4. I'm assuming that you're talking about the Crosman 760 pumpmaster James? I gleaned this from the Amazon site: "Shoots up to 645 FPS (alloy)/615 FPS (lead". That's closer to the B3 in velocity, but remember that the B3 shoots the heavier. 22 cal pellets.

      And per the reviews James: " Second the barrel is not rifled. While it is made of steel, without rifling BB's and pellets very easily wander off course, with this said accuracy is not this guns strong suit".

      The problem with BB's James, is that they're very light and have poor energy transfer since they don't expand on impact, and are not real accurate at any kind of range. Probably only good for close up head and neck shots, as any kind of velocity behind them will just punch a tiny hole in whatever you shoot at.

      Had a bad experience shooting a crow one time with my brothers Benjamin .177 cal using pellets. Six shots later it finally died. I'll never do that again. A little research explained why. These guns only provide 800fps with a .177 cal pellet. Most spring guns or nitro pistons provide the same velocity, but with the heavier. 22 cal pellets.

      So I guess if you want to go with cheaper ammo, I would say that you should go with a high velocity airgun in .177 that will provide enough energy to give adequate expansion using pellets. Otherwise go with a lower velocity gun, but with a larger pellet size, and the larger mass/energy transfer will make up for the lower feet per sec. I have read that the latter option is best:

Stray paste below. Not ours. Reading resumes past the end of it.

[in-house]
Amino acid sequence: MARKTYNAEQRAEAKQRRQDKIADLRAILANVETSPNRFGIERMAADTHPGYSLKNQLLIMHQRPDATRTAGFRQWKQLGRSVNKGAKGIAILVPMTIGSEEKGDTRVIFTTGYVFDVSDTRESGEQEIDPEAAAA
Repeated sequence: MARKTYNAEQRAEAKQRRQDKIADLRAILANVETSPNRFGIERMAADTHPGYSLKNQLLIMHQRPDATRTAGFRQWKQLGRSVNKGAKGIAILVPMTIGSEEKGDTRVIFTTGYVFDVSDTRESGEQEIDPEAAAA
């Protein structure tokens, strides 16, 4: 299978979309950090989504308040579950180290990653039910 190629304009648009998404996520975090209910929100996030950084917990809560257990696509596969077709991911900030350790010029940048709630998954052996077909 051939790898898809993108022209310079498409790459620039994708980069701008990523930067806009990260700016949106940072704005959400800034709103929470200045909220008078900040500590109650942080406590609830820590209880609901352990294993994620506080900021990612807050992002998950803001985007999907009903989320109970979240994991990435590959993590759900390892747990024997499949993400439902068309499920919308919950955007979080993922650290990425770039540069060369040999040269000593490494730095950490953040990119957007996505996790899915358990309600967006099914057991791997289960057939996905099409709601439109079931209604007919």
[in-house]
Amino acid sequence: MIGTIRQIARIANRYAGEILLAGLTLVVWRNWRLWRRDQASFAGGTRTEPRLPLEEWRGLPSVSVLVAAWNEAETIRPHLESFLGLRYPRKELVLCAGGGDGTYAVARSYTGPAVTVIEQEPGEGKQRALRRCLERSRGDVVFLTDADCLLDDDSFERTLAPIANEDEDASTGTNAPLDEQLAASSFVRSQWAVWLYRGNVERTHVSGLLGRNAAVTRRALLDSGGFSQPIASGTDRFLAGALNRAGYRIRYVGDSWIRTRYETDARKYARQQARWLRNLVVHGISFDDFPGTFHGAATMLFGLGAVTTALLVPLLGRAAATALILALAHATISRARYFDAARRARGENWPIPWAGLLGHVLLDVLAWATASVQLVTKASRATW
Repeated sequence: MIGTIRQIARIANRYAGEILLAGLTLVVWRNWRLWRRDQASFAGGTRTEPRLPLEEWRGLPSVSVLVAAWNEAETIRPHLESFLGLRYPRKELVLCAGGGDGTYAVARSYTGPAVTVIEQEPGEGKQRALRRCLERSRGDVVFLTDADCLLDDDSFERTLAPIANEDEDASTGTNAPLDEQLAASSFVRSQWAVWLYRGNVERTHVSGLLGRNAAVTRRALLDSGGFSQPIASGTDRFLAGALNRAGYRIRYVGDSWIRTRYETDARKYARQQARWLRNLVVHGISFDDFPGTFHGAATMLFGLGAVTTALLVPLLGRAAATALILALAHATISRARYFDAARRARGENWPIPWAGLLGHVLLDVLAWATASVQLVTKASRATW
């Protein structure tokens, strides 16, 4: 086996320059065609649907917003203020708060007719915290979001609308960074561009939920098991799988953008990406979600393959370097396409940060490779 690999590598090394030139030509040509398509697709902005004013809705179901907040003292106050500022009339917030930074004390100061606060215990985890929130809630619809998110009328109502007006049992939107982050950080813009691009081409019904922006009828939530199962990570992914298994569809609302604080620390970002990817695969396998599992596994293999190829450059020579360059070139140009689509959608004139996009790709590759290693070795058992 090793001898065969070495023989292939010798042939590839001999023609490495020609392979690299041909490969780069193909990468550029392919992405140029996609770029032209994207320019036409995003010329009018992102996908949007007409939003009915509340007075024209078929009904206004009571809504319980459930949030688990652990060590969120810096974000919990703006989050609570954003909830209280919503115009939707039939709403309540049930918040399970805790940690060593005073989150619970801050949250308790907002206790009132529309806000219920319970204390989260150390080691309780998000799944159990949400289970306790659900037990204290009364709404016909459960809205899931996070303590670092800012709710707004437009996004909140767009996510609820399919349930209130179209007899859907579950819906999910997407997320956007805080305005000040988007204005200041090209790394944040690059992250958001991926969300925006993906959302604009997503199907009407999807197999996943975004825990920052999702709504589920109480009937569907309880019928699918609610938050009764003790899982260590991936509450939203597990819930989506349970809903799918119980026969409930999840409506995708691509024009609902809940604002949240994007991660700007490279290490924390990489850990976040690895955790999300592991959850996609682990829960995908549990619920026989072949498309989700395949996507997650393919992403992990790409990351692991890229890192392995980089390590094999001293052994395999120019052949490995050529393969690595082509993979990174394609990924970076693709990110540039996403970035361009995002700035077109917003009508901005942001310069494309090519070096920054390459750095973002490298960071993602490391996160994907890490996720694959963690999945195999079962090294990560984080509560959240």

You might take a gamble with that low priced gun James and try some of the heavy duty .177 pellets. They're basically jumbo pellets that weigh as much as the average .22 cal pellets. For plinking just use regular pellets. Use these for hunting. But after reading about the lack of rifling I can't recommend this gun, and would probably gamble with the B3 in .22 cal over the pumpmaster.

    5. I much appreciate the expertise. All this s new to me. No wonder I never hit shit in my airgun days. B3 seems to be the choice.

  2. The B3 is a cheapie James, no doubt. But in this case, I think that it will be superior to that Crosman. If you could afford better, such as the Hatsan 95, I'd go with that. Otherwise the B3 is probably the best value line airgun out there. All steel and wood, no plastic. But also no safety. Just be sure and hold that cocking lever with one hand while feeding the pellet with the other. Some folks have reported the lever snapping shut on their fingers, and you don't want that!


    1. I just want one for insurance, not serious use. Thanks.